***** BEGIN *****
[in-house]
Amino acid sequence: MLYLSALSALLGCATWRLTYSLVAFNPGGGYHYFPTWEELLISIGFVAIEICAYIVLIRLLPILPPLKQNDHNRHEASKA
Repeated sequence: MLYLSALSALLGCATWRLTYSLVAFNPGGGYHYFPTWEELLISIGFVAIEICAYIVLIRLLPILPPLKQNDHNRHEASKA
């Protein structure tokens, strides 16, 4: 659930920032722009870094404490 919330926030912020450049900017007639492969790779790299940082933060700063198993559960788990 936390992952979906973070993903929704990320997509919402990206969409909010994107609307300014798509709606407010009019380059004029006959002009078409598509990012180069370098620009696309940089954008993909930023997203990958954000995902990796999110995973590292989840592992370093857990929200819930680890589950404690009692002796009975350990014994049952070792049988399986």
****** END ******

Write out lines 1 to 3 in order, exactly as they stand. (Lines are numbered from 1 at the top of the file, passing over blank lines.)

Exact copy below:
[in-house]
Amino acid sequence: MLYLSALSALLGCATWRLTYSLVAFNPGGGYHYFPTWEELLISIGFVAIEICAYIVLIRLLPILPPLKQNDHNRHEASKA
Repeated sequence: MLYLSALSALLGCATWRLTYSLVAFNPGGGYHYFPTWEELLISIGFVAIEICAYIVLIRLLPILPPLKQNDHNRHEASKA